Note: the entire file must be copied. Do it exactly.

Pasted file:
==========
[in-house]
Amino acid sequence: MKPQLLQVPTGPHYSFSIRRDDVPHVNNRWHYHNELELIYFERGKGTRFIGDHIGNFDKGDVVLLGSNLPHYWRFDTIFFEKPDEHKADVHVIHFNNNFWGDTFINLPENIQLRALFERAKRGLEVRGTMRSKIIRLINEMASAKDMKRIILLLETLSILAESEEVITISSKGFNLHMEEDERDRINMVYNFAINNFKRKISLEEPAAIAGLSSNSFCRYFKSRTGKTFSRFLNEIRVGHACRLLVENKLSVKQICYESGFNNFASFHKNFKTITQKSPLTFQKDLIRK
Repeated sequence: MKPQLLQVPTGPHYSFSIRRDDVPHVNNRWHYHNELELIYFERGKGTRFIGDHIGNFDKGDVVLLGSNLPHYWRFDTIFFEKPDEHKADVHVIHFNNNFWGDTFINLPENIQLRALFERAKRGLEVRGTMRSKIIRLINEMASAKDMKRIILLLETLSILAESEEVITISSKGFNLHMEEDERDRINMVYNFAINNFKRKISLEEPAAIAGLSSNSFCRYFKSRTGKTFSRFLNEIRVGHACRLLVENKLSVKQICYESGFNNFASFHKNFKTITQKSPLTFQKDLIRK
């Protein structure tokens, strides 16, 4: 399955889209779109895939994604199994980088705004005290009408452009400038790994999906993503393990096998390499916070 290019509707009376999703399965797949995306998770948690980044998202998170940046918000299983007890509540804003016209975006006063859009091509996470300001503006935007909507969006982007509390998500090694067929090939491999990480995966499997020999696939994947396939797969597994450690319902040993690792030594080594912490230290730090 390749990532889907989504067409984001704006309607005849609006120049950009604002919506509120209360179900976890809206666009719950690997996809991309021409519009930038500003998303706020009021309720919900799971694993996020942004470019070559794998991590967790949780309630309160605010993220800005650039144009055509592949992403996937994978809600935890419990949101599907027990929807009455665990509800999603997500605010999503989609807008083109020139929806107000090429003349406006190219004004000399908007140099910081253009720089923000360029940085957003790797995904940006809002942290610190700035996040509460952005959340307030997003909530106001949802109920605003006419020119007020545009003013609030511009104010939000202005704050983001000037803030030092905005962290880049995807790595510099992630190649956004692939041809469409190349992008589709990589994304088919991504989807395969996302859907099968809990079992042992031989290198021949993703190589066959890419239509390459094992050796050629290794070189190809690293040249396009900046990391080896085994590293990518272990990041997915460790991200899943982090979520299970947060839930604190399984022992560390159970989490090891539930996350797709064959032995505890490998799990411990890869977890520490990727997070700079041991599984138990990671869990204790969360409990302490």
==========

[in-house]
Amino acid sequence: MKPQLLQVPTGPHYSFSIRRDDVPHVNNRWHYHNELELIYFERGKGTRFIGDHIGNFDKGDVVLLGSNLPHYWRFDTIFFEKPDEHKADVHVIHFNNNFWGDTFINLPENIQLRALFERAKRGLEVRGTMRSKIIRLINEMASAKDMKRIILLLETLSILAESEEVITISSKGFNLHMEEDERDRINMVYNFAINNFKRKISLEEPAAIAGLSSNSFCRYFKSRTGKTFSRFLNEIRVGHACRLLVENKLSVKQICYESGFNNFASFHKNFKTITQKSPLTFQKDLIRK
Repeated sequence: MKPQLLQVPTGPHYSFSIRRDDVPHVNNRWHYHNELELIYFERGKGTRFIGDHIGNFDKGDVVLLGSNLPHYWRFDTIFFEKPDEHKADVHVIHFNNNFWGDTFINLPENIQLRALFERAKRGLEVRGTMRSKIIRLINEMASAKDMKRIILLLETLSILAESEEVITISSKGFNLHMEEDERDRINMVYNFAINNFKRKISLEEPAAIAGLSSNSFCRYFKSRTGKTFSRFLNEIRVGHACRLLVENKLSVKQICYESGFNNFASFHKNFKTITQKSPLTFQKDLIRK
């Protein structure tokens, strides 16, 4: 399955889209779109895939994604199994980088705004005290009408452009400038790994999906993503393990096998390499916070 290019509707009376999703399965797949995306998770948690980044998202998170940046918000299983007890509540804003016209975006006063859009091509996470300001503006935007909507969006982007509390998500090694067929090939491999990480995966499997020999696939994947396939797969597994450690319902040993690792030594080594912490230290730090 390749990532889907989504067409984001704006309607005849609006120049950009604002919506509120209360179900976890809206666009719950690997996809991309021409519009930038500003998303706020009021309720919900799971694993996020942004470019070559794998991590967790949780309630309160605010993220800005650039144009055509592949992403996937994978809600935890419990949101599907027990929807009455665990509800999603997500605010999503989609807008083109020139929806107000090429003349406006190219004004000399908007140099910081253009720089923000360029940085957003790797995904940006809002942290610190700035996040509460952005959340307030997003909530106001949802109920605003006419020119007020545009003013609030511009104010939000202005704050983001000037803030030092905005962290880049995807790595510099992630190649956004692939041809469409190349992008589709990589994304088919991504989807395969996302859907099968809990079992042992031989290198021949993703190589066959890419239509390459094992050796050629290794070189190809690293040249396009900046990391080896085994590293990518272990990041997915460790991200899943982090979520299970947060839930604190399984022992560390159970989490090891539930996350797709064959032995505890490998799990411990890869977890520490990727997070700079041991599984138990990671869990204790969360409990302490």